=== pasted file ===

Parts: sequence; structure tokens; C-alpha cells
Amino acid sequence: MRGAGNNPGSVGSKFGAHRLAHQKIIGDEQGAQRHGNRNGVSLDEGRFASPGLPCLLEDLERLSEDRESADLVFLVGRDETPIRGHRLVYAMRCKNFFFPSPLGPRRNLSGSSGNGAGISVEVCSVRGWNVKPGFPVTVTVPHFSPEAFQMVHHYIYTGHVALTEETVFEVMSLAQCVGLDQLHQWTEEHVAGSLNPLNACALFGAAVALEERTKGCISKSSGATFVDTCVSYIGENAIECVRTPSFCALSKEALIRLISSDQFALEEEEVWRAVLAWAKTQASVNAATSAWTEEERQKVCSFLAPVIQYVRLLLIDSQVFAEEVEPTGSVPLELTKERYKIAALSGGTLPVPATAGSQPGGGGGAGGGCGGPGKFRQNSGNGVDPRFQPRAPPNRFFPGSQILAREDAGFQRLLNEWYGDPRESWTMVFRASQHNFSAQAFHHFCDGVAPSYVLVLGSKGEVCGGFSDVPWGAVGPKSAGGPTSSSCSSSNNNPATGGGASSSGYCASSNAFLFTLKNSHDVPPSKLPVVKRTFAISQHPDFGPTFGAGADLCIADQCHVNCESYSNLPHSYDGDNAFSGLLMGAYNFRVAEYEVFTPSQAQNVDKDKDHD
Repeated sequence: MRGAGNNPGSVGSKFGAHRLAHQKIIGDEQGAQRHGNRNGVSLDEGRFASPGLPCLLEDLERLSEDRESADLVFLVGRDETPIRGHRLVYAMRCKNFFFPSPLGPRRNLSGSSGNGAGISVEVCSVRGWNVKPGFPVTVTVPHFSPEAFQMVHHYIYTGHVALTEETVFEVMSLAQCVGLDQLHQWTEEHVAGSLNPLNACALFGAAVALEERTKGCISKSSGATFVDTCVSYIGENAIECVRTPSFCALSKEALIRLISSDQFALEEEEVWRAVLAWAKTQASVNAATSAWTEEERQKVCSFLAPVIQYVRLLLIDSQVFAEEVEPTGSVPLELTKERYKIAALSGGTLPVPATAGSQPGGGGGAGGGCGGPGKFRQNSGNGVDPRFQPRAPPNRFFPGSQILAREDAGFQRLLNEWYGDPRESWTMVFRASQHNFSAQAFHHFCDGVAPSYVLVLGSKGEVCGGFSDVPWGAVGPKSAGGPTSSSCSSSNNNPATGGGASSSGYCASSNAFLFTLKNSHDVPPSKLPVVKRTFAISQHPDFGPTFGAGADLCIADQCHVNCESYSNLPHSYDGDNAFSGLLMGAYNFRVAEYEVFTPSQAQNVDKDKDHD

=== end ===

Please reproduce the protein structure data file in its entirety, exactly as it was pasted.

Parts: sequence; structure tokens; C-alpha cells
Amino acid sequence: MRGAGNNPGSVGSKFGAHRLAHQKIIGDEQGAQRHGNRNGVSLDEGRFASPGLPCLLEDLERLSEDRESADLVFLVGRDETPIRGHRLVYAMRCKNFFFPSPLGPRRNLSGSSGNGAGISVEVCSVRGWNVKPGFPVTVTVPHFSPEAFQMVHHYIYTGHVALTEETVFEVMSLAQCVGLDQLHQWTEEHVAGSLNPLNACALFGAAVALEERTKGCISKSSGATFVDTCVSYIGENAIECVRTPSFCALSKEALIRLISSDQFALEEEEVWRAVLAWAKTQASVNAATSAWTEEERQKVCSFLAPVIQYVRLLLIDSQVFAEEVEPTGSVPLELTKERYKIAALSGGTLPVPATAGSQPGGGGGAGGGCGGPGKFRQNSGNGVDPRFQPRAPPNRFFPGSQILAREDAGFQRLLNEWYGDPRESWTMVFRASQHNFSAQAFHHFCDGVAPSYVLVLGSKGEVCGGFSDVPWGAVGPKSAGGPTSSSCSSSNNNPATGGGASSSGYCASSNAFLFTLKNSHDVPPSKLPVVKRTFAISQHPDFGPTFGAGADLCIADQCHVNCESYSNLPHSYDGDNAFSGLLMGAYNFRVAEYEVFTPSQAQNVDKDKDHD
Repeated sequence: MRGAGNNPGSVGSKFGAHRLAHQKIIGDEQGAQRHGNRNGVSLDEGRFASPGLPCLLEDLERLSEDRESADLVFLVGRDETPIRGHRLVYAMRCKNFFFPSPLGPRRNLSGSSGNGAGISVEVCSVRGWNVKPGFPVTVTVPHFSPEAFQMVHHYIYTGHVALTEETVFEVMSLAQCVGLDQLHQWTEEHVAGSLNPLNACALFGAAVALEERTKGCISKSSGATFVDTCVSYIGENAIECVRTPSFCALSKEALIRLISSDQFALEEEEVWRAVLAWAKTQASVNAATSAWTEEERQKVCSFLAPVIQYVRLLLIDSQVFAEEVEPTGSVPLELTKERYKIAALSGGTLPVPATAGSQPGGGGGAGGGCGGPGKFRQNSGNGVDPRFQPRAPPNRFFPGSQILAREDAGFQRLLNEWYGDPRESWTMVFRASQHNFSAQAFHHFCDGVAPSYVLVLGSKGEVCGGFSDVPWGAVGPKSAGGPTSSSCSSSNNNPATGGGASSSGYCASSNAFLFTLKNSHDVPPSKLPVVKRTFAISQHPDFGPTFGAGADLCIADQCHVNCESYSNLPHSYDGDNAFSGLLMGAYNFRVAEYEVFTPSQAQNVDKDKDHD